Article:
Calibrating experts’ probabilistic assessments for improved probabilistic predictions

A.M. Hanea, G.F. Nane

Research output: Contribution to journalArticleScientificpeer-review

5 Citations (Scopus)


Expert judgement is routinely required to inform critically important decisions. While expert judgement can be remarkably useful when data are absent, it can be easily influenced by contextual biases which can lead to poor judgements and subsequently poor decisions. Structured elicitation protocols aim to: (1) guard against biases and provide better (aggregated) judgements, and (2) subject expert judgements to the same level of scrutiny as is expected for empirical data. The latter ensures that if judgements are to be used as data, they are subject to the scientific principles of review, critical appraisal, and repeatability. Objectively evaluating the quality of expert data and validating expert judgements are other essential elements. Considerable research suggests that the performance of experts should be evaluated by scoring experts on questions related to the elicitation questions, whose answers are known a priori. Experts who can provide accurate, well-calibrated and informative judgements should receive more weight in a final aggregation of judgements. This is referred to as performance-weighting in the mathematical aggregation of multiple judgements. The weights depend on the chosen measures of performance. We are yet to understand the best methods to aggregate judgements, how well such aggregations perform out of sample, or the costs involved, as well as the benefits of the various approaches. In this paper we propose and explore a new measure of experts’ calibration. A sizeable data set containing predictions for outcomes of geopolitical events is used to investigate the properties of this calibration measure when compared to other, well established measures.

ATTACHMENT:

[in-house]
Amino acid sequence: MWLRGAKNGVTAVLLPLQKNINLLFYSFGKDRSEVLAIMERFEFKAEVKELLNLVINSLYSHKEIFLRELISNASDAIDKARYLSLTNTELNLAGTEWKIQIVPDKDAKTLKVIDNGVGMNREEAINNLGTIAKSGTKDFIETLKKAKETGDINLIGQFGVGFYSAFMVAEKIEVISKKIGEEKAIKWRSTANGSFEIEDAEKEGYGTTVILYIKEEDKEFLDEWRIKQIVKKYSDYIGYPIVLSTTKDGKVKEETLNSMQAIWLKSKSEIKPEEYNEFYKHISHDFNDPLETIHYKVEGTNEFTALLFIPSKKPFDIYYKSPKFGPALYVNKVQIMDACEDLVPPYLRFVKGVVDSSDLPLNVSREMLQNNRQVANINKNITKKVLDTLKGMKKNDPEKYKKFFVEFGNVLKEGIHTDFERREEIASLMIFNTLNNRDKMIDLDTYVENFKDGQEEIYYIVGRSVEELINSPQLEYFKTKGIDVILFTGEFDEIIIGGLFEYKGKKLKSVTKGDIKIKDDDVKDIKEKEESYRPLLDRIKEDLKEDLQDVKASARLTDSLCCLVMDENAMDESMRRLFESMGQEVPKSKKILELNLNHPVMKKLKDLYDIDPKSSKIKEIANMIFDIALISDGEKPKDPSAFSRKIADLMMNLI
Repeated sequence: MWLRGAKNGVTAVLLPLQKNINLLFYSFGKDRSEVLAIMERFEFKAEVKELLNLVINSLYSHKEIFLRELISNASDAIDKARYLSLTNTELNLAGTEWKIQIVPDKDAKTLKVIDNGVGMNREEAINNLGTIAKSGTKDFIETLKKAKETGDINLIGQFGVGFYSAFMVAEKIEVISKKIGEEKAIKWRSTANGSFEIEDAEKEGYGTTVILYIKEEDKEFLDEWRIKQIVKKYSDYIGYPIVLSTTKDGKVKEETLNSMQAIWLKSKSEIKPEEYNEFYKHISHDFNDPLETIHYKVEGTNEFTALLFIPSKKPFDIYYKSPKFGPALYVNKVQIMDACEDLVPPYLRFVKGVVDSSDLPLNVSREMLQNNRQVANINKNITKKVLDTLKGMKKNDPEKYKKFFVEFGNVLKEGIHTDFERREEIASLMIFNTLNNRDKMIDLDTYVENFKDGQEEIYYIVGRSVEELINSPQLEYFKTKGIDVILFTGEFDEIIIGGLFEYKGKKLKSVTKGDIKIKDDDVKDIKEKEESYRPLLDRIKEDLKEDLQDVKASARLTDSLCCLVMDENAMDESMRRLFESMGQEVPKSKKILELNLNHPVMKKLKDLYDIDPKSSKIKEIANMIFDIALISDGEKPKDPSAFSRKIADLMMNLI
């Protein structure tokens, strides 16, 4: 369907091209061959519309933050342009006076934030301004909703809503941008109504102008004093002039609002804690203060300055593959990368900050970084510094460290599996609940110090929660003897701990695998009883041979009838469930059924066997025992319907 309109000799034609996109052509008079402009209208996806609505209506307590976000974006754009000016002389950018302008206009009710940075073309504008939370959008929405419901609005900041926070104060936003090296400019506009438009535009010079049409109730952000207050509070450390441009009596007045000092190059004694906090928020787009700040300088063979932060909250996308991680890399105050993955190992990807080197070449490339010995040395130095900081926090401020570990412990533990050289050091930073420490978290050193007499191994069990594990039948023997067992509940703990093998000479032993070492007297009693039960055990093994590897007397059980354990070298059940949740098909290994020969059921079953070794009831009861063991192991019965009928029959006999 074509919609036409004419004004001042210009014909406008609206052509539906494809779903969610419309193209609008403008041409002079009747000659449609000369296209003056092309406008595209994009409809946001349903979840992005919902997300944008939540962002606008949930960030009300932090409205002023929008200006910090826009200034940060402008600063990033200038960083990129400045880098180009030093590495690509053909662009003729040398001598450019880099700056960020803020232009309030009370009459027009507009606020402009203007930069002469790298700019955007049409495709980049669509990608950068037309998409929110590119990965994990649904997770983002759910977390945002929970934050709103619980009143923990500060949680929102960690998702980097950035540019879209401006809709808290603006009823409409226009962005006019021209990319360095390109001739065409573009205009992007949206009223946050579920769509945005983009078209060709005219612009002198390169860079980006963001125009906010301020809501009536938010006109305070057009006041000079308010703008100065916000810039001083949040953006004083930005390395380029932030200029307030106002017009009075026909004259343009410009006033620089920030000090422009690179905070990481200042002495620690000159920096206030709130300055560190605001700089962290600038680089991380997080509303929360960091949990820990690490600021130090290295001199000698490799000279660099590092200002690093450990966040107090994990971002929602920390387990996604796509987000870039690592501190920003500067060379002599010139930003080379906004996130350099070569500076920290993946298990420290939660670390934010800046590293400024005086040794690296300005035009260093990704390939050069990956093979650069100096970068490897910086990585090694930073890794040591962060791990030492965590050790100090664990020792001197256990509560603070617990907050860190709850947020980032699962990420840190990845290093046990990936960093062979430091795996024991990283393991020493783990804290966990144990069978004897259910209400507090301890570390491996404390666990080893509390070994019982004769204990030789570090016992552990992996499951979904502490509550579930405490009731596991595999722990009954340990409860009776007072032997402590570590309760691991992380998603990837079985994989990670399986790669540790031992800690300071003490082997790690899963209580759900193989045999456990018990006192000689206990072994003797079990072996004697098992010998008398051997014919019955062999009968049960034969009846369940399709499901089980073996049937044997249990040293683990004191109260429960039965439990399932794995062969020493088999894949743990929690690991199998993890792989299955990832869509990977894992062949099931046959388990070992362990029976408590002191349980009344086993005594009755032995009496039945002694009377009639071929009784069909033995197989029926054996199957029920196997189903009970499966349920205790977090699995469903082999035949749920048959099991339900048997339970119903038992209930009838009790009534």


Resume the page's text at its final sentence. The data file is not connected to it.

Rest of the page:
Original languageEnglish
Pages (from-to)763-771
Number of pages9
JournalSafety Science
Publication statusPublished - 2019


  • Calibration
  • Performance based weighting
  • Probabilistic predictions
  • Structured expert judgement


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